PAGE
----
JUNE 30, 2020

You can measure the time elapsed during the execution of TypeScript commands by keeping a reference to the start time and then subtracting the current time at any point on your program from that start time to obtain the time elapsed between two points in time.

const start = new Date().getTime();

// Run some code..

let elapsed = new Date().getTime() - start;

Let's create two helper functions to get the current time (i.e. now) and the elapsed time at any point from that moment.

// Returns current time
// (and, if provided, prints the event's name)
const now = (eventName = null) => {
    if (eventName) {
      console.log(`Started ${eventName}..`);
    return new Date().getTime();

// Store current time as `start`
let start = now();

// Returns time elapsed since `beginning`
// (and, optionally, prints the duration in seconds)
const elapsed = (beginning = start, log = false) => {
    const duration = new Date().getTime() - beginning;
    if (log) {
    return duration;

With those utility functions defined, we can measure the duration of different events.

// A promise that takes X ms to resolve
function sleep(ms) {
    return new Promise(resolve => setTimeout(resolve, ms));

// Measure duration (while waiting for 2 seconds)
(async function demo() {
    const waitInSeconds = 2;
    let beginning = now(`${waitInSeconds}-second wait`);
    // Prints Started 2-second wait..
    await sleep(waitInSeconds * 1000);
    elapsed(beginning, true);
    // Prints 2.004s

Before you go

If you found this useful, you might want to join my mailing lists; or take a look at other posts about code, React, and TypeScript.

JUNE 30, 2020


More than a year ago, I was sitting with my Mom sketching an Eastern Island stone statue. We were, though, thousands of kilometers away from the Chilean island, right by the entrance of the Wellcome Gallery at the British Museum.

Back then, I didn't know that that drawing would be both the opener of the first of a series of A4-sized Moleskine sketchbooks and the first illustration to make it into my sketches newsletter in July 2, 2019.

One year later, I find myself with fifty-three published sketches and stories.

I won't lie: it wasn't easy.

Some posts were fast to write, others required an intensive back-and-forth effort of writing and reviewing and writing and reviewing.

Many times, I've talked about my daily routine and habits, and about the process I follow to make this newsletter happen. I've wondered if I was repeating myself too much, but ever since I read John Maeda's advice I don't worry too much about it. "Repetition, repetition, repetition. It works. It works. It works."

In these pieces, I try to share things I learn that might inspire you as much as they inspired me, and tell stories with a personal tone without turning this newsletter into a personal diary. This is not a how-to guide, it's an art experiment and a literary exercise.

Certainly, many of my journaling notes are for me to keep.

Still, I'll continue revisiting my notes and using the dozens of unpublished drafts as a source of inspiration for future stories.

I'd like to THANK YOU for pushing me to keep going in one way or another.

On top of writing a story and drawing, scanning, and editing a drawing—every Tuesday—I was hesitant to translate every single story to Spanish. "If you don't translate [your stories] to Spanish I probably won't read them," a friend said. As a native Spanish speaker who's been reading in English for the past ten years, I've used the translation of these posts as a way to practice my Spanish writing skills.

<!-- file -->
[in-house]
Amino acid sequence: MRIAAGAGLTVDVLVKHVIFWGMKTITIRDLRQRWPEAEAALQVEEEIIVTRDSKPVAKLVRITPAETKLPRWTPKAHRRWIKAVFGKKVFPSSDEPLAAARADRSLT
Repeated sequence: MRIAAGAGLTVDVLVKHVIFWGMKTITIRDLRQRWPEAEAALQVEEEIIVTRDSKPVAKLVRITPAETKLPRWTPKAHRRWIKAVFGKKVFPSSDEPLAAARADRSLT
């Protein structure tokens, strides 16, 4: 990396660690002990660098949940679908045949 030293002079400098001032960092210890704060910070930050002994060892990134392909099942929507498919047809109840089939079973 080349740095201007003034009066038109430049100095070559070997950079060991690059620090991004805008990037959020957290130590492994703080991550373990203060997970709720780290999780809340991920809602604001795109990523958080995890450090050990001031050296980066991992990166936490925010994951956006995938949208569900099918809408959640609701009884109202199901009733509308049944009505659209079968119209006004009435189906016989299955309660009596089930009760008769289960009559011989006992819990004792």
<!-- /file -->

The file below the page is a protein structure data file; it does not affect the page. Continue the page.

Some stories even made it into the Getting Simple podcast. (I produced an augmented audio version of Stories Are The Answer including clips from Patrick Winston's lectures.)

My girlfriend and my Mom have supported me heavily, providing feedback on most posts and helping with things that didn't sound quite right in Spanish.

Friends reviewed drafts; brainstormed; shared ideas on the publication format and the web layout; and spotted typos or simply corrected my English.

Many of you replied to my emails with insightful points of view.


Happy newsletterversary.

JUNE 27, 2020

Thanks to everyone who attended, really.

We've had such a great time and were humbled by seeing 230+ people connected at all times.

Take a look at the links and references with many of the things and people we talked about.

JUNE 27, 2020

Well, this is happening today.

Even though our workshop is listed in the North-South Americas Workshops page, I'm tuning in from Málaga, Spain, where I live and work, remotely.

Jose Luis, Nate, and guest speakers will be joining from the US. Those include Elizabeth Christoforetti & Romy El Sayah, Ao Li, Runjia Tian, Xiaoshi Wang & Yueheng Lu, and Andrew Witt.

The format of our workshop has been widely adopted by numerous organizations as an alternative to the cancelation of on-site conferences, workshops, and other gatherings.

Zoom conference rooms miss many of the nuances present in in-person events, yet I feel they enable a new kind of interaction in which people who wouldn't have been able to cross the Atlantic are now a click away from hopping into a live conference with us. (No need to book plane tickets and accommodation, and seats don't necessarily need to be limited.)

As suggested by Jose Luis, ours are a series of non-technical lectures and demos. We've organized a one-day workshop in which we'll share our views on the role of machine intelligence in architecture, art, and design, commenting on state-of-the-art projects, tools, and machine learning models that are here to stay with us.

While preparing this workshop, I recorded two technical, hands-on coding tutorials as I was building the Pix2Pix & RunwayML drawing app we'll showcase today, using Glitch, Paper.js, RunwayML, and Pix2Pix, among other technologies. (I've published Part 1 and Part 2 so far.)